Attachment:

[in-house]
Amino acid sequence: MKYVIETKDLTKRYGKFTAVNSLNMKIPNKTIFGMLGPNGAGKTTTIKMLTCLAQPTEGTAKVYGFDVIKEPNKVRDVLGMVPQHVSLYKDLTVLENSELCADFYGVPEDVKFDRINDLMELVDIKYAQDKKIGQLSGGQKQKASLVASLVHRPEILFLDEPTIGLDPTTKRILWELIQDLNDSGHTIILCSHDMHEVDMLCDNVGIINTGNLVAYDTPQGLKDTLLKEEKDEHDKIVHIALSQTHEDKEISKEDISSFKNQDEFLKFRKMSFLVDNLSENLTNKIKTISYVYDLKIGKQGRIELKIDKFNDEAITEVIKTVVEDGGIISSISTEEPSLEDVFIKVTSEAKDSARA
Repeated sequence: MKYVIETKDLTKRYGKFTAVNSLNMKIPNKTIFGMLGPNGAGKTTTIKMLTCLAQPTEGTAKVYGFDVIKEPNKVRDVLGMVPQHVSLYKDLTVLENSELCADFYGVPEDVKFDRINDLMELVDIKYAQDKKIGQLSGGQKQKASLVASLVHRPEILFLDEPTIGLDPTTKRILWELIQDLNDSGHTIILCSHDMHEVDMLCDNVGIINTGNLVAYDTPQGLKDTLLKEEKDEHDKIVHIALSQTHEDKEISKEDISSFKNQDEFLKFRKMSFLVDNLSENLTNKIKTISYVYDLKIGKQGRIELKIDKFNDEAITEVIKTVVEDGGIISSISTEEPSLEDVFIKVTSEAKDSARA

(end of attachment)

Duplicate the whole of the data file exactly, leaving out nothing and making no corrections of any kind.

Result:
[in-house]
Amino acid sequence: MKYVIETKDLTKRYGKFTAVNSLNMKIPNKTIFGMLGPNGAGKTTTIKMLTCLAQPTEGTAKVYGFDVIKEPNKVRDVLGMVPQHVSLYKDLTVLENSELCADFYGVPEDVKFDRINDLMELVDIKYAQDKKIGQLSGGQKQKASLVASLVHRPEILFLDEPTIGLDPTTKRILWELIQDLNDSGHTIILCSHDMHEVDMLCDNVGIINTGNLVAYDTPQGLKDTLLKEEKDEHDKIVHIALSQTHEDKEISKEDISSFKNQDEFLKFRKMSFLVDNLSENLTNKIKTISYVYDLKIGKQGRIELKIDKFNDEAITEVIKTVVEDGGIISSISTEEPSLEDVFIKVTSEAKDSARA
Repeated sequence: MKYVIETKDLTKRYGKFTAVNSLNMKIPNKTIFGMLGPNGAGKTTTIKMLTCLAQPTEGTAKVYGFDVIKEPNKVRDVLGMVPQHVSLYKDLTVLENSELCADFYGVPEDVKFDRINDLMELVDIKYAQDKKIGQLSGGQKQKASLVASLVHRPEILFLDEPTIGLDPTTKRILWELIQDLNDSGHTIILCSHDMHEVDMLCDNVGIINTGNLVAYDTPQGLKDTLLKEEKDEHDKIVHIALSQTHEDKEISKEDISSFKNQDEFLKFRKMSFLVDNLSENLTNKIKTISYVYDLKIGKQGRIELKIDKFNDEAITEVIKTVVEDGGIISSISTEEPSLEDVFIKVTSEAKDSARA